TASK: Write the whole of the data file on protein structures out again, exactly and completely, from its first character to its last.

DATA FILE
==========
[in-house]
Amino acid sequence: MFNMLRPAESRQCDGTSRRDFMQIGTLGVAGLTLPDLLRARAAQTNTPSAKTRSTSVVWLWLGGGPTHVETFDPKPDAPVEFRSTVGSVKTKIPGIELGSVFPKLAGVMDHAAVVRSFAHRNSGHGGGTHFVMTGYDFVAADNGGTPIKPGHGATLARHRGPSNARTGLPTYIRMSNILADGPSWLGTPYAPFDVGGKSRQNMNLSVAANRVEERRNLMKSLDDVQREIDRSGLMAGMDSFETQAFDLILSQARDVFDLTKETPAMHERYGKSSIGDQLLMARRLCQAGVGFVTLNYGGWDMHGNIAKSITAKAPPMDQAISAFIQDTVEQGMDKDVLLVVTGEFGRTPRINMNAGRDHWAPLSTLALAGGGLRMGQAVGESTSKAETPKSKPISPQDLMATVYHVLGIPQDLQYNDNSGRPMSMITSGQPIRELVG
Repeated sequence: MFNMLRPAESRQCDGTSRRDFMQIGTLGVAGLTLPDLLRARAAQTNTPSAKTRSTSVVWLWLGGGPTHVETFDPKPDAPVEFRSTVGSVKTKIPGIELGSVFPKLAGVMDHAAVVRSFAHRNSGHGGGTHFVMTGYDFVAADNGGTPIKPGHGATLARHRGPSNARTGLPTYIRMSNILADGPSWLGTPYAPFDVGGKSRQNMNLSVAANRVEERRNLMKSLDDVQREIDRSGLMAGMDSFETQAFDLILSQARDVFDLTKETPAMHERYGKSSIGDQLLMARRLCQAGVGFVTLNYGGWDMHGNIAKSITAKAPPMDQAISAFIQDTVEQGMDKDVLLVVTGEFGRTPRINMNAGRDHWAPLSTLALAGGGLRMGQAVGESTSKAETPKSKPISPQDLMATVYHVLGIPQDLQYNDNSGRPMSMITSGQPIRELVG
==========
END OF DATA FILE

[in-house]
Amino acid sequence: MFNMLRPAESRQCDGTSRRDFMQIGTLGVAGLTLPDLLRARAAQTNTPSAKTRSTSVVWLWLGGGPTHVETFDPKPDAPVEFRSTVGSVKTKIPGIELGSVFPKLAGVMDHAAVVRSFAHRNSGHGGGTHFVMTGYDFVAADNGGTPIKPGHGATLARHRGPSNARTGLPTYIRMSNILADGPSWLGTPYAPFDVGGKSRQNMNLSVAANRVEERRNLMKSLDDVQREIDRSGLMAGMDSFETQAFDLILSQARDVFDLTKETPAMHERYGKSSIGDQLLMARRLCQAGVGFVTLNYGGWDMHGNIAKSITAKAPPMDQAISAFIQDTVEQGMDKDVLLVVTGEFGRTPRINMNAGRDHWAPLSTLALAGGGLRMGQAVGESTSKAETPKSKPISPQDLMATVYHVLGIPQDLQYNDNSGRPMSMITSGQPIRELVG
Repeated sequence: MFNMLRPAESRQCDGTSRRDFMQIGTLGVAGLTLPDLLRARAAQTNTPSAKTRSTSVVWLWLGGGPTHVETFDPKPDAPVEFRSTVGSVKTKIPGIELGSVFPKLAGVMDHAAVVRSFAHRNSGHGGGTHFVMTGYDFVAADNGGTPIKPGHGATLARHRGPSNARTGLPTYIRMSNILADGPSWLGTPYAPFDVGGKSRQNMNLSVAANRVEERRNLMKSLDDVQREIDRSGLMAGMDSFETQAFDLILSQARDVFDLTKETPAMHERYGKSSIGDQLLMARRLCQAGVGFVTLNYGGWDMHGNIAKSITAKAPPMDQAISAFIQDTVEQGMDKDVLLVVTGEFGRTPRINMNAGRDHWAPLSTLALAGGGLRMGQAVGESTSKAETPKSKPISPQDLMATVYHVLGIPQDLQYNDNSGRPMSMITSGQPIRELVG